By: Donald L Swanson
[UPDATE: The U.S. Supreme Court granted certiorari in this case on December 18, 2019.]
The dispute is over City of Chicago refusing to surrender possession of impounded vehicles upon the owner’s bankruptcy filing.
Question Presented & Statutory Prohibition
The “Question Presented” in the Petition is this:
Whether an entity that is passively retaining possession of a bankruptcy debtor’s vehicle has an affirmative obligation under the Bankruptcy Code’s automatic stay to return the vehicle to the debtor immediately upon the filing of the bankruptcy petition.
The primary statute at issue is 11 U.S.C. § 362(a)(3), which contains an automatic stay prohibition against “any act to . . . exercise control over property of the estate.”
The circuits are in open conflict about the question presented, according to the certiorari Petition:
- In the Second, Seventh, Eighth, Ninth and Eleventh Circuits, the creditor must turn the vehicle over to the debtor immediately upon receiving notice of the bankruptcy filing or face sanctions for violating the automatic stay, because a creditor’s retention of such property is an impermissible exercise of control; but
- In the Tenth and D.C. Circuits, the creditor may keep the car for an extended period of time—until the bankruptcy court determines, on debtor’s initiative (and probably in an adversary proceeding), whether the debtor has a right to turnover, since the statutory text prohibits only “acts” of control, not passive inactivity.
These conflicting positions cannot be squared, the Petition says, and only the U.S. Supreme Court can resolve the conflict.
Here is what’s happening.
Chicago’s Municipal Code permits the City to immobilize and then impound a vehicle, if its owner has multiple parking, standing, or speeding violations.
Fines for such violations range from $25 for parallel parking wrongs to $500 for parking on a public street without a wheel tax license emblem. A failure to pay the fine within twenty-five days automatically doubles the penalty. And once a vehicle is impounded, the owner also owes towing and storage fees, plus the City’s collection costs and attorney fees. The City Code grants Chicago a lien on debtor’s vehicle to secure all these obligations.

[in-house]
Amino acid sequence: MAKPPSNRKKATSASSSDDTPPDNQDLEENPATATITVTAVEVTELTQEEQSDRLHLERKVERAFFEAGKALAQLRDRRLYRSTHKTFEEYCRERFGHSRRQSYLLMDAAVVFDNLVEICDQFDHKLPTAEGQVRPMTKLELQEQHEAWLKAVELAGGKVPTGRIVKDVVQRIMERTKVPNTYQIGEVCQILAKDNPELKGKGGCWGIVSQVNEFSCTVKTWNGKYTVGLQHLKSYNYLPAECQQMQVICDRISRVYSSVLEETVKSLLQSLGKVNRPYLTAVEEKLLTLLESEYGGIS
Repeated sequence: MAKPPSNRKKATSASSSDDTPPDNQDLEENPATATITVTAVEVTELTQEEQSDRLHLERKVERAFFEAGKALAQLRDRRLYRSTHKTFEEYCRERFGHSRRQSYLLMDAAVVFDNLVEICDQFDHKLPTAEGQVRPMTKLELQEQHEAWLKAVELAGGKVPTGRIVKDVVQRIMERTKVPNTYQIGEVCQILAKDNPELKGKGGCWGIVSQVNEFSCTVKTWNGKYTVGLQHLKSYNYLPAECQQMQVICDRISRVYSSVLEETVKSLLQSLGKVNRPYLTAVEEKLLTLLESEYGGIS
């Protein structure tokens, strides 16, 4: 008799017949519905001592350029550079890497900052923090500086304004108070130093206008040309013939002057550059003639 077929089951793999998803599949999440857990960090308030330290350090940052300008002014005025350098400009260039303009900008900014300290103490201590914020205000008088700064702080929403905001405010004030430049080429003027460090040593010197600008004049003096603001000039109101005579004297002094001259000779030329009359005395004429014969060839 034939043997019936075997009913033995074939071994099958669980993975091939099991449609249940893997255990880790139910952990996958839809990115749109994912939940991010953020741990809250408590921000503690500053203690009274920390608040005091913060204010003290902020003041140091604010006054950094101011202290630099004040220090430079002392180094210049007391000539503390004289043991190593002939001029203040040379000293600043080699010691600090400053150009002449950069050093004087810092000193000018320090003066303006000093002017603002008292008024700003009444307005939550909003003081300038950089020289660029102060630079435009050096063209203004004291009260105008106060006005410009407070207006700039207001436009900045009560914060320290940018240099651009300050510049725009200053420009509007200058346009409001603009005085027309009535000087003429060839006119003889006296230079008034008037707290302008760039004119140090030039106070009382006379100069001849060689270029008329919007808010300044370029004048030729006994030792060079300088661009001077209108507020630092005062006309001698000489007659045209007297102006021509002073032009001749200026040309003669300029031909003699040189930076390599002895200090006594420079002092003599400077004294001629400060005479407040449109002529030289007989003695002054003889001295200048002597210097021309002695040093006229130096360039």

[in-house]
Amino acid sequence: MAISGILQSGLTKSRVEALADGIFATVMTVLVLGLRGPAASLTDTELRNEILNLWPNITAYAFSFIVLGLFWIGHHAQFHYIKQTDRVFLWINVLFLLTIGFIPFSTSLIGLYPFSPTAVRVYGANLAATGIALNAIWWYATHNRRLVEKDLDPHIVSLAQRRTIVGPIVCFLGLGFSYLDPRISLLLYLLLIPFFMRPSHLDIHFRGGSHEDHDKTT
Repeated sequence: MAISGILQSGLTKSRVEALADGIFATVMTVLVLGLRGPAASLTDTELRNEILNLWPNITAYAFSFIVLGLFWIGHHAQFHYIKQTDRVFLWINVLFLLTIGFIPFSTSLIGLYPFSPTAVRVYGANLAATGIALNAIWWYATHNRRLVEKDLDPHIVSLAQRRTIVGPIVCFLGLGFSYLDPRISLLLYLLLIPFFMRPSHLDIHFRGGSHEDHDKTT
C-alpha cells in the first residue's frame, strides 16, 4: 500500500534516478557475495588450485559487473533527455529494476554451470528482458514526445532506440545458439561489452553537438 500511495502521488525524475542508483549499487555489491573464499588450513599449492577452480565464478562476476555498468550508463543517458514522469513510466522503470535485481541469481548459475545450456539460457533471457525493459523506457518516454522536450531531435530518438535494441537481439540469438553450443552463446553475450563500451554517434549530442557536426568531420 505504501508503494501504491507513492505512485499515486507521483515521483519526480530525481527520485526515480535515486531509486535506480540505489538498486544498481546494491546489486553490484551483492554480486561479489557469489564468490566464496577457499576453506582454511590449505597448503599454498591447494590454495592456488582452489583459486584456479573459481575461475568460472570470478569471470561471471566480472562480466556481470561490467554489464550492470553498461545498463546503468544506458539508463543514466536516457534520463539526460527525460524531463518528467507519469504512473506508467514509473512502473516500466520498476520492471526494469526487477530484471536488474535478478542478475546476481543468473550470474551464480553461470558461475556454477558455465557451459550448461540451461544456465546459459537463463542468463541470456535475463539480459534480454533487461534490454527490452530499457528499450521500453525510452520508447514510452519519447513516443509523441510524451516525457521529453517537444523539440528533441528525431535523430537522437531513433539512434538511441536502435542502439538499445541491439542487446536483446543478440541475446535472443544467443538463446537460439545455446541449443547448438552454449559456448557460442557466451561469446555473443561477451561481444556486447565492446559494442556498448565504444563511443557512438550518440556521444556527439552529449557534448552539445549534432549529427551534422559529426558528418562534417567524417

To regain possession of the vehicle, the owner must either, (i) pay the fines, fees and costs at once, or (ii) agree to an installment payment plan, after making a substantial down payment.
Chicago refuses to return an impounded vehicle when its owner files Chapter 13 bankruptcy.
It seems likely, in light of the circuit split and significance of the issue, that the Supreme Court will grant certiorari in this case, or in a similar one.
If certiorari is granted, how will the Supreme Curt Rule? I have no idea.
What Makes Sense
—In Secured Lender Contexts
I do have some experience with the question presented, in the context of vehicle and equipment repossessions by secured creditors.
In such contexts, here’s what I believe the rule should be, as a practical matter:
- Immediate action should be required of the secured creditor within the bankruptcy case, since the debtor needs the vehicle or equipment; and
- The secured creditor should act immediately to either, (i) turn over possession of the vehicle to the debtor, or (ii) file a motion for relief from stay, with a request for expedited process, to address adequate protection issues.
—For the City of Chicago
Whether such a practical answer makes sense for the City of Chicago and it’s impounded vehicle owners is outside my experience. But the practical answer seems to make sense there as well. Here’s how.
Technically, it’s a stretch to say that maintaining the status quo is not an “act” of “control.” After all, the impound lot is undoubtedly flush with security efforts to assure that owners and other unauthorized persons don’t remove vehicles. Locking the gate at night, for example, is an “act” of “control” over the impounded vehicles.
It seems likely that Chicago will lose any adequate protection battle because:
- Many vehicles owned by Chapter 13 debtors are fully encumbered, with Chicago’s lien being out of the money (I’m assuming the lien Chicago has granted to itself is junior to liens created under state law);
- When equity does exist for Chicago’s lien, the lien is likely to be avoidable at debtor’s request (under § 522(f)(1)(B)(i)) as a non-purchase money lien that impairs an exemption; and
- Chicago’s leverage against a debtor is not in the existence of the lien, it is in withholding possession of the vehicle from the debtor—and that’s precisely the type of leverage the automatic stay’s prohibition against the “exercise” of “control” is designed to prevent.
Hopefully, the U.S. Supreme Court will grant certiorari in this case, or a similar one, and resolve this important issue quickly!
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